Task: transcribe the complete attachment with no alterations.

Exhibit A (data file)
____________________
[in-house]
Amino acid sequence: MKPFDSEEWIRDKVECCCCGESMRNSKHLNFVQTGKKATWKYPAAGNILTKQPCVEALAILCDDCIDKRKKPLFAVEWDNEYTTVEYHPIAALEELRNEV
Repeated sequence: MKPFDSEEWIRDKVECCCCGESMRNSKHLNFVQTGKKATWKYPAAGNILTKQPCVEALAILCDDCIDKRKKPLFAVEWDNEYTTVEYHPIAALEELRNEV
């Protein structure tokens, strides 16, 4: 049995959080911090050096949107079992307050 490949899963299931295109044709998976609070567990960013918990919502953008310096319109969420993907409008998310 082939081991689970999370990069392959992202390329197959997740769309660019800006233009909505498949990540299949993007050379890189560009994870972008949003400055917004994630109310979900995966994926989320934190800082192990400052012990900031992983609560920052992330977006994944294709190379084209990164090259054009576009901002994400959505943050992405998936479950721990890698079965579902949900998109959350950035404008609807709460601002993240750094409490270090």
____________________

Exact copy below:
[in-house]
Amino acid sequence: MKPFDSEEWIRDKVECCCCGESMRNSKHLNFVQTGKKATWKYPAAGNILTKQPCVEALAILCDDCIDKRKKPLFAVEWDNEYTTVEYHPIAALEELRNEV
Repeated sequence: MKPFDSEEWIRDKVECCCCGESMRNSKHLNFVQTGKKATWKYPAAGNILTKQPCVEALAILCDDCIDKRKKPLFAVEWDNEYTTVEYHPIAALEELRNEV
């Protein structure tokens, strides 16, 4: 049995959080911090050096949107079992307050 490949899963299931295109044709998976609070567990960013918990919502953008310096319109969420993907409008998310 082939081991689970999370990069392959992202390329197959997740769309660019800006233009909505498949990540299949993007050379890189560009994870972008949003400055917004994630109310979900995966994926989320934190800082192990400052012990900031992983609560920052992330977006994944294709190379084209990164090259054009576009901002994400959505943050992405998936479950721990890698079965579902949900998109959350950035404008609807709460601002993240750094409490270090």